How to Obtain Disability Services
The following guidelines apply to requests for academic reasonable accommodations (also referred to as academic adjustments). Students must self-identify to the Office of Disability Services and supply appropriate documentation prior to the approval or use of accommodations. Accommodations are available to students in face-to-face, combined online and online courses. Students are encouraged to submit documentation as soon as possible; accommodations are not retroactive. No student should delay in contacting Disability Services out of concern for not having the appropriate documentation. Determinations on individual documentation needs can be discussed by contacting the Office.
Appropriate documentation will establish a current disability and enough supporting information to allow for a determination of what is an appropriate accommodation. Generally, documentation should be no more than three years old.
Types of Documentation
All documentation information students can share is helpful. Documentation can include:
- Individualized Education Plans (IEPs) or 504 Plans* AND
- Recent psychological or psychoeducation evaluations OR
- Letters from appropriate medical doctors or psychologists
*IEPs and 504 Plans may be helpful in identifying services that have been effective for you previously but are generally not sufficient documentation to support the existence of a disability and the need for an accommodation in the College setting, standing alone, because of the differences between high school education and college education. What you need to meet the new demands of postsecondary education may be different from what worked for you in high school (see the US Department of Education Office for Civil Rights transition guidance.) Also, in some cases, the nature of a disability may change.
All documentation provided by a third party must be prepared by a person (not a family member of the student) who is qualified by professional training and practice to diagnose and treat the impairment leading to the disability. Documentation should be on letterhead of the practitioner or agency employing the practitioner.
Additional documentation may be required depending on the range and variability of functional limitations within any given disability or when additional/new accommodations are requested.
Content of Documentation
As appropriate to the disability, documentation should include:
Diagnostic Statement: A diagnostic statement identifying the specific disability, including identification of how the condition substantially limits a major life activity, the date of the current evaluation, and the date of original diagnosis. Psychiatric diagnoses, including ADHD, must include the DSM diagnosis and a summary of current symptoms. Clear identification of a disability is necessary. Language indicating individual learning styles or difficulties, or the possibility of a disability or diagnosis is not sufficient.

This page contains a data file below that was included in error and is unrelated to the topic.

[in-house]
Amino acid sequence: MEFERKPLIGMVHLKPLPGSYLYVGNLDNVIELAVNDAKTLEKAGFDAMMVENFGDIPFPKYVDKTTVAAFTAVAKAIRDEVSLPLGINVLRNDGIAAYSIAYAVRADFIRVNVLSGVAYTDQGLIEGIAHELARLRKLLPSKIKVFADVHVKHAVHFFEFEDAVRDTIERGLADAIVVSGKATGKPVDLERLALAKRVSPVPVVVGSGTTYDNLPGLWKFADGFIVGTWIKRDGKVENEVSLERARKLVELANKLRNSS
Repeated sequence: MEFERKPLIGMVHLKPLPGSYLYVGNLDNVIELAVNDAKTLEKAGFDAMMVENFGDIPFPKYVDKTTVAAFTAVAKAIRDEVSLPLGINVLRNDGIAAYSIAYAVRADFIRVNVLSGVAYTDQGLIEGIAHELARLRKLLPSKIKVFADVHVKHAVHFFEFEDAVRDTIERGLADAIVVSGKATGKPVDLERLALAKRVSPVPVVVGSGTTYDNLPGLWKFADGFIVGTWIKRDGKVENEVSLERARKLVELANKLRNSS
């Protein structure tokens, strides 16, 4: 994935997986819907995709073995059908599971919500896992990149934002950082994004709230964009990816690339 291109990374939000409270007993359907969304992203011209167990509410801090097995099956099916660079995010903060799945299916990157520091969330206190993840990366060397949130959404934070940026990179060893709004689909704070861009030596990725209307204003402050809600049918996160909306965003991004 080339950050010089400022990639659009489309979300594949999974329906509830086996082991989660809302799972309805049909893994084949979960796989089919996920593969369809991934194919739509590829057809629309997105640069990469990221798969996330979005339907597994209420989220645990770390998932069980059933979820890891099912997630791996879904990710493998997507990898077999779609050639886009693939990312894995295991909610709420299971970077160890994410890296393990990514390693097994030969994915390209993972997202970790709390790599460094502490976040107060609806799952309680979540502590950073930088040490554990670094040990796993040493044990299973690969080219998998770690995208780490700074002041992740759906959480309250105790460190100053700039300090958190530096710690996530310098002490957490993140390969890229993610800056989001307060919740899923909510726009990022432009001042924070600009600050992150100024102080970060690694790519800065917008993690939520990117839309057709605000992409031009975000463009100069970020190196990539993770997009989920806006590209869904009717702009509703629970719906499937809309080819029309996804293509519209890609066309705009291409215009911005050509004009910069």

Diagnostic Criteria and Tests: A description of the diagnostic criteria or diagnostic tests used. All test and subtest scores must be included as standard scores and the norming population identified. Diagnosis of a Learning Disability may include comprehensive psychoeducational assessment of aptitude, academic achievement, and information processing. Where appropriate and relevant, psychoeducational or neuropsychological testing measures may also be required to support requests based on limitations of cognitive or perceptual functioning such as ADHD, psychiatric, and some medical disabilities. Evaluations must be of sufficiently recent occurrence to allow determination of the current impact of the disability in the college academic environment.
Functional Impact: A description of the functional impact of the disability is needed. The current functional impact on physical, perceptual, and/or cognitive functioning should be described.
Treatments: Currently prescribed treatments, medications, assistive devices, and auxiliary aids or services may be described. Description should include all currently in use and their estimated effectiveness in ameliorating the impact of the disability. Significant side effects that may affect physical, perceptual, or cognitive functioning should be identified and described.
Recommendations: Recommendations for modifications, auxiliary aids and/or services and accommodations should be supported by objective evidence of a substantial limitation to learning, living, or working in a postsecondary academic environment (as appropriate). Prior use of academic adjustments and level of benefit should be identified. If no academic adjustments have been used in the past, a rationale for current use is helpful. Subjective evidence (student report) of the efficacy of academic adjustments and/or auxiliary aids or services, or accommodations will also be considered. Not all accommodations recommended in an IEP or medical documentation are appropriate in a College setting. All approved accommodations will be reviewed with the student during their meeting with the Disability Counselor.
Disability documentation is considered confidential information and does not become part of a student's permanent educational record. In accordance with federal and state law, the College shall maintain confidentiality of student records. For example, this documentation and information is not shared with the faculty members of courses in which the student is enrolled. All documentation and records will be maintained in the Office of the Disability Services and may include electronic records.
Documentation can be emailed to your home campus:
Ammerman Campus: DisabilityA@sunysuffolk.edu
Eastern Campus: DisabilityE@sunysuffolk.edu
Michael J. Grant Campus: DisabilityG@sunysuffolk.edu